When Frankenstein's love for his bride has attained full strength and freedom from impurity, it will have such an effect upon his mind that the monster will not exist. The monster, broken down by his unsuccessful attempts to be with his creator, enters the room, stands before a large mirror and holds out his arms entreatingly. Gradually, the real monster fades away, leaving only the image in the mirror. A moment later Frankenstein himself enters. As he stands directly before the mirror he sees the image of the monster reflected instead of his own. Gradually, however, under the effect of love and his better nature, the monster's image fades and Frankenstein sees himself in his young manhood in the mirror. His bride joins him, and the film ends with their embrace, Frankenstein's mind now being relieved of the awful horror and weight it has been laboring under for so long.
Dawley, working for the Edison Company, shot the film in three days at the Edison Studios in the Bronx, New York City. Some sources credit Thomas Edison as the producer. The production was deliberately designed to de-emphasize the horrific aspects of the story and focus "...upon the mystic and psychological problems that are to be found in this weird tale."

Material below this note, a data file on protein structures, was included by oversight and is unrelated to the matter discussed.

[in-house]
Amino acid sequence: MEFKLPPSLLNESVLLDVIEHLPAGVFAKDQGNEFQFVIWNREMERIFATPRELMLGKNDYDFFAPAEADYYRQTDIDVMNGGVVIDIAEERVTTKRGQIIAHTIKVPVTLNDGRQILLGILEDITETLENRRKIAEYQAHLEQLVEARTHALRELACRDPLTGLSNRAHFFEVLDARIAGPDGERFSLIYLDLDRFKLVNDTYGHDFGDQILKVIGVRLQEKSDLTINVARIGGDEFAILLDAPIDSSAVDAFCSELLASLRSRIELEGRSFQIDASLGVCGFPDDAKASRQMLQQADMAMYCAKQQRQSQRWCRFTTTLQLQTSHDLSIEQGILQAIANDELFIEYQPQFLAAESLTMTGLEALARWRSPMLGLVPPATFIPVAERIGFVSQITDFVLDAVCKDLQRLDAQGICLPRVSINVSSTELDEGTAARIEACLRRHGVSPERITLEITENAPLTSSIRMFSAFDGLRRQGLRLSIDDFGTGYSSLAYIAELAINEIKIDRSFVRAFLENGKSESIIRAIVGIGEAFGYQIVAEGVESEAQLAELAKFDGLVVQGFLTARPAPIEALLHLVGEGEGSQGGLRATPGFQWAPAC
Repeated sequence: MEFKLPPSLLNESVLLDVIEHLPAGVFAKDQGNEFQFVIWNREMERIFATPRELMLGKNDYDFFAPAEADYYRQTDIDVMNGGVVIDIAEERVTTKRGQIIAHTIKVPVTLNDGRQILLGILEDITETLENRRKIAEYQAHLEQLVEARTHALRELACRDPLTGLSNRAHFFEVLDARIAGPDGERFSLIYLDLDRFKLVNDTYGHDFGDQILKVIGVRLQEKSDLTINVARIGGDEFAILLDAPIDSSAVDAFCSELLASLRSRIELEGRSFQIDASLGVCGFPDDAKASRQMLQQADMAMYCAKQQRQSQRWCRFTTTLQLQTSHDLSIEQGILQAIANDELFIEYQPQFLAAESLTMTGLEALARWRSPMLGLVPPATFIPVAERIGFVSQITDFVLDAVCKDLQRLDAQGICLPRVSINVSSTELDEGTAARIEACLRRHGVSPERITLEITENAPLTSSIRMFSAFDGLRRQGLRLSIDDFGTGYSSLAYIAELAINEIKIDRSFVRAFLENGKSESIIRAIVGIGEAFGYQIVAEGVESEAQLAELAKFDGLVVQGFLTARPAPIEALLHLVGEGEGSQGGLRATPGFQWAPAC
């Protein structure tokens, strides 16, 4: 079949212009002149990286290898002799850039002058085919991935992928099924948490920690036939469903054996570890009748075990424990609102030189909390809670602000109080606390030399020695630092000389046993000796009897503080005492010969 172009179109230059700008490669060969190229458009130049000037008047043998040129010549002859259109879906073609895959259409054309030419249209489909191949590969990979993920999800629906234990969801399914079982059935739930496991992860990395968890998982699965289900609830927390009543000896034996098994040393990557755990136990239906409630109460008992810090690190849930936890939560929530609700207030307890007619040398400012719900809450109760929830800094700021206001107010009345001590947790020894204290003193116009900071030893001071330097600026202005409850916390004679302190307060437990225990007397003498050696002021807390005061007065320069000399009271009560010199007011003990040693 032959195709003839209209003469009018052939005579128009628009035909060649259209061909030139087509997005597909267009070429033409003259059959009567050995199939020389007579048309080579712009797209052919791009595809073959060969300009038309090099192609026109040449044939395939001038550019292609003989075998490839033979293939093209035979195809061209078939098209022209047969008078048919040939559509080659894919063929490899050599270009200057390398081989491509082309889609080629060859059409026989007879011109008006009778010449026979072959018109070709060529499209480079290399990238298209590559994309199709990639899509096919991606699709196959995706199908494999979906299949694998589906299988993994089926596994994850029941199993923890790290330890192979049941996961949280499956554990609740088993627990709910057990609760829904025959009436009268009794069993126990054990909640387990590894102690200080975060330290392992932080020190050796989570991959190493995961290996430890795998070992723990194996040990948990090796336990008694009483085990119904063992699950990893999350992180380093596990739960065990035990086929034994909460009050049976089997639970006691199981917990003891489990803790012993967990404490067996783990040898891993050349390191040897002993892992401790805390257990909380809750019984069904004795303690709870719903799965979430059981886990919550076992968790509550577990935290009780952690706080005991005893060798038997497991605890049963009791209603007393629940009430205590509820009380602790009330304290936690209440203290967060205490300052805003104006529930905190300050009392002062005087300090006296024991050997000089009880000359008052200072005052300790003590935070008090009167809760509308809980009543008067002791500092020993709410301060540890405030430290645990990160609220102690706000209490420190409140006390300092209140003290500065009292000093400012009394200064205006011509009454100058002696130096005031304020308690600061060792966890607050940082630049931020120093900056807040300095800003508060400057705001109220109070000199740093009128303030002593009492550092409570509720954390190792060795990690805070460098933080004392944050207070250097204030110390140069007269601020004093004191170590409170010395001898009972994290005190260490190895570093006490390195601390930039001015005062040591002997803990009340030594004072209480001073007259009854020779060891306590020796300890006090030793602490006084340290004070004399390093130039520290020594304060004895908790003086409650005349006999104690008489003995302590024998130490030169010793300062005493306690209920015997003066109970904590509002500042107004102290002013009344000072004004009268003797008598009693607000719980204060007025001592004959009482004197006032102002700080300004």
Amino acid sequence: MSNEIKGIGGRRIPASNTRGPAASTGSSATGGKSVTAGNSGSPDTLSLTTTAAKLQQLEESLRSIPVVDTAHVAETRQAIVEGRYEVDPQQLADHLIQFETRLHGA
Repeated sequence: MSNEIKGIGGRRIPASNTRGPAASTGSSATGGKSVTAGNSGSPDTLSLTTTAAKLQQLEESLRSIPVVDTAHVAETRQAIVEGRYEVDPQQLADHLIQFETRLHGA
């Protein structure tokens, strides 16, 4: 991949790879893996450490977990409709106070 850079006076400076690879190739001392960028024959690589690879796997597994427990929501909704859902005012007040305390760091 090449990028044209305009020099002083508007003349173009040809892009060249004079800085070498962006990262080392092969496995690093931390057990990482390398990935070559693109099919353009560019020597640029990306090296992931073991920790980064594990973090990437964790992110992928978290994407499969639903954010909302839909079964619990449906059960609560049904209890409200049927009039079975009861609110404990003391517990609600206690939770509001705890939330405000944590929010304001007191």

Rediscovery and preservation
For many years, this film was believed to be a lost film. In 1963, a plot description (reprinted above) and stills were discovered published in the March 15, 1910 issue of an old Edison film catalog, The Edison Kinetogram.
In the early 1950s a print of this film was purchased by a Wisconsin film collector, Alois F. Dettlaff, from his mother-in-law, who also collected films. He did not realize its rarity until many years later. Its existence was first revealed in the mid-1970s. Although somewhat deteriorated, the film was in viewable condition, complete with titles and tints as seen in 1910. Dettlaff had a 35 mm preservation copy made in the late 1970s. He also issued a DVD release of 1,000 copies.
- List of films featuring Frankenstein's monster
- List of American films of 1910
- List of rediscovered films
- New York Times
- Edison Kinetogram 2. Mar 15, 1910. pp. 3–4.
- Famous Monsters of Filmland, #26, January 1964.
- Jackie Loohauis, "Step Aside, Boris", The Milwaukee Journal, March 18, 1985, Green Sheet, p. 1.
- Jackie Loohauis, "A Horror Pioneer on Video", Milwaukee Journal Sentinel, October 28, 1997.
- Restored Thomas Edison's Frankenstein on the Way!
- Thomas Edison's 1910 'Frankenstein' Restored on DVD!
- Edison's Frankenstein, by Frederick C. Wiebel, Jr. BearManor Media, 2010. ISBN 1-59393-515-3.
|Wikimedia Commons has media related to Frankenstein (film, 1910).|
- The short film Frankenstein is available for free download at the Internet Archive (alternative link)
- Frankenstein at the Internet Movie Database
- Frankenstein at AllMovie
- "Edison's Frankenstein: Cinema's First Horror Film" by Rich Drees
- Film Threat essay on the film's history